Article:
In what months are educational psychology jobs posted?

Written by: Josh Rosenberg

Primary Source:  Joshua M. Rosenberg – August 15, 2017

Division 15 of the American Psychological Association sponsors the Ed Psych Jobs website, which is an excellent resource for Ed Psych job seekers. I thought it would possibly be helpful to see when jobs were posted in the past in order to have a better idea about when jobs may be posted this year.

Ed Psych Jobs, Robots (.txt), and paths_allowed, oh my

As this project involves a bit of web-scraping, I first checked the robots.txt file (located at to find out whether accessing any or all content in such a way was prohibited. It looks like only the log-in pages are listed as those that should not be accessed.

If interested, here is a good resource on robots.txt files.

As a shortcut, there is a neat R package that has the function paths_allowed(), that takes a URL to a page on a website, returning a TRUE if, according to the robots.txt file, accessing the content available through the URL is allowed. Here is an example of using that, which confirms the manual check of the file I did (it is better to be safe than sorry with web scraping):

## [1] TRUE

Accessing the dates of posts

Let’s get scraping. We will load a few packages and write a few lines of code to just scrape the dates (not the names of the jobs or any other information):


read_the_dates <- function(page, url = "") {
    results_df <- tibble(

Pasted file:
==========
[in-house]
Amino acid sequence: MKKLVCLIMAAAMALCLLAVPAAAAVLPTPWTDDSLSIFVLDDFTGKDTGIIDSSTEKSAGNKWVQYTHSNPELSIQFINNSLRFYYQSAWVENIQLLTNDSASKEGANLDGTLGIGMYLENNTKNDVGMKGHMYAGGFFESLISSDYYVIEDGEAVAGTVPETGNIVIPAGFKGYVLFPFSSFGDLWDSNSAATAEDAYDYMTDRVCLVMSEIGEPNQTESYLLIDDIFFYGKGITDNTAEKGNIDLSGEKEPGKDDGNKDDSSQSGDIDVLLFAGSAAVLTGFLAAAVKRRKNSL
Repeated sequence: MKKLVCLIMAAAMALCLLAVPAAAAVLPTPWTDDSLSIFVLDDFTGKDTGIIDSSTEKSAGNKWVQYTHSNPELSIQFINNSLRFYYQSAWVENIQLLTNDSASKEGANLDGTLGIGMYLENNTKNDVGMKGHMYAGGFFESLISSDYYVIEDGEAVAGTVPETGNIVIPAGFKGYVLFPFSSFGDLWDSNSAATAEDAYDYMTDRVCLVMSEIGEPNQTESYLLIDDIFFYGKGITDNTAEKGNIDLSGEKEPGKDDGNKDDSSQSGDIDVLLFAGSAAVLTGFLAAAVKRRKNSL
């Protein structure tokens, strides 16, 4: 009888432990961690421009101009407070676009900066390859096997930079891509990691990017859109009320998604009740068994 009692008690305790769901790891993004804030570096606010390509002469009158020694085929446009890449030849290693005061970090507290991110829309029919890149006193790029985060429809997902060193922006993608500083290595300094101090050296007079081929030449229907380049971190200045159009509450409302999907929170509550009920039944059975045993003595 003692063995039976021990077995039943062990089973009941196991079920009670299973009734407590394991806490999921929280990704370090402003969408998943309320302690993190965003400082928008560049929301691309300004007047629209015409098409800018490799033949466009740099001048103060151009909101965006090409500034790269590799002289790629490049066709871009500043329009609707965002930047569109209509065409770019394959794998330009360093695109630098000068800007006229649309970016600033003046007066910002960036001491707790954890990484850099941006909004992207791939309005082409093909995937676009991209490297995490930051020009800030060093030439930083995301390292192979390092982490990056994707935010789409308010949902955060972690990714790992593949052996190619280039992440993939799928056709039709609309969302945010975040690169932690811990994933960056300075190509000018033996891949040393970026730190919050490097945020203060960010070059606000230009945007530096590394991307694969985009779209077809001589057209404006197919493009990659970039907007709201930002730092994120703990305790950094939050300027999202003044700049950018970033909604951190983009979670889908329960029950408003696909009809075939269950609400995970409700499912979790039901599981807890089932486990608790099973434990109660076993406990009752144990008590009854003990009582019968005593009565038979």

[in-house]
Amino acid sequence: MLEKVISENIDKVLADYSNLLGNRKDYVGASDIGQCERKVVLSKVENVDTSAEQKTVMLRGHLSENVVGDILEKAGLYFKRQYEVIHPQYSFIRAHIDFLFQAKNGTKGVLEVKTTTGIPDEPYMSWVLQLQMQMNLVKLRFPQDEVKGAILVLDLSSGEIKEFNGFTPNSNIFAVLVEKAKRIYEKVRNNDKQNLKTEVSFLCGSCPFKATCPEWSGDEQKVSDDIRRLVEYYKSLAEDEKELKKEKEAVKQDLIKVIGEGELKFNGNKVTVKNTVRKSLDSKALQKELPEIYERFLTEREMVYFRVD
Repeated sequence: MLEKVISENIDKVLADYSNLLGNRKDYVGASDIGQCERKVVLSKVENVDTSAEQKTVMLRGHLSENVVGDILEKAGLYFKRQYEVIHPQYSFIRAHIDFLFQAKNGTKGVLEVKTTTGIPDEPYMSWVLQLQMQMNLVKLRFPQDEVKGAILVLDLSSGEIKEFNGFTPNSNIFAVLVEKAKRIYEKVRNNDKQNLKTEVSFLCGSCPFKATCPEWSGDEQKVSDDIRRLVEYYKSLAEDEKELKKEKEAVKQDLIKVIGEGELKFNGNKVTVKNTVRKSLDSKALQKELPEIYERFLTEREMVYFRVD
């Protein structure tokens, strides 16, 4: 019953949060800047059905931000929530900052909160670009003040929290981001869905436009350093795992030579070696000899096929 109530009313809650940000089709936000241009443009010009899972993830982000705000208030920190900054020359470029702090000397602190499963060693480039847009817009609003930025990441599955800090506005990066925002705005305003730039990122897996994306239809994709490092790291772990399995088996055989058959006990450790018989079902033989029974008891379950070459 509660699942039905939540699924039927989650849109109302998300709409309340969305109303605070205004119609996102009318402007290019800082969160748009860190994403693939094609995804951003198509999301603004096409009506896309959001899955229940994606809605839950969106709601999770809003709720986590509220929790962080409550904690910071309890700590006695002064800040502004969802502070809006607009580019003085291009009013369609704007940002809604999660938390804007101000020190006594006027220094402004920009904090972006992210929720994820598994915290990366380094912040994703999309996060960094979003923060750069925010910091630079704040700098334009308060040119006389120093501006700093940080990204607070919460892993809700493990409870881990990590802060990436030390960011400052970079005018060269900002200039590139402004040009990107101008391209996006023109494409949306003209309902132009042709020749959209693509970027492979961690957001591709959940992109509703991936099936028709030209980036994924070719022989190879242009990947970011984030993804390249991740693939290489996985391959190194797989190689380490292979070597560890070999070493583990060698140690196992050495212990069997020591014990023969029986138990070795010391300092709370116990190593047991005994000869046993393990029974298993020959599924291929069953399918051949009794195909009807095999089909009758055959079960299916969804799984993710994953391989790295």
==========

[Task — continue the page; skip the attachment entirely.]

dates = vector(length = 1)
    base_url <- paste0(url, page)
    page_html <- read_html(base_url)
    date <- html_nodes(page_html, ".published")
    results_df <- mutate(results_df,
                         date = list(html_text(date)))

Notice in this code we used Sys.sleep(1).

Although the robots.txt did not specify a time delay (often websites request a 10 second delay between page loads for web scrapers), this command specifies a 1 second delay between page loads, just to be considerate in terms of taking up the bandwidth of the web server.

I checked manually to see how many pages had job postings; there were 76, and so I’m just passing numbers 1 through 76 as arguments to the function we wrote above through the function map_df(), which will take care of the iteration (this is the map part), and output the results in a data frame (specified through the df part).

Just as a note: Another way to do this would be to write a function that goes from page 1 up through a page number for which a page does not load. Still another way would be to use the very handy possibly() (from the purrrpackage) or some other function that deals with errors (in this case, a page that does not load), and specify a large range of page numbers, say, from 0 to 100.

output_df <- map_df(1:76, read_the_dates)


Now that we have the data, we can process it a bit (note that the unnest()part is because we created a row in the data frame for each page, but each page contains at most six dates, so this function unnests those dates so that they would occupy six rows, instead of one).

Like many functions in R, this is only one way – but I think a good one! – of many that you could do to achieve the same output.

processed_dates <- output_df %>% 
    select(date) %>% 
    unnest(date) %>% 
    mutate(date = mdy(date),
           month = month(date, label = T),
           year = year(date))

We can now count up how many posts there are per month and look at their proportion:

processed_dates %>%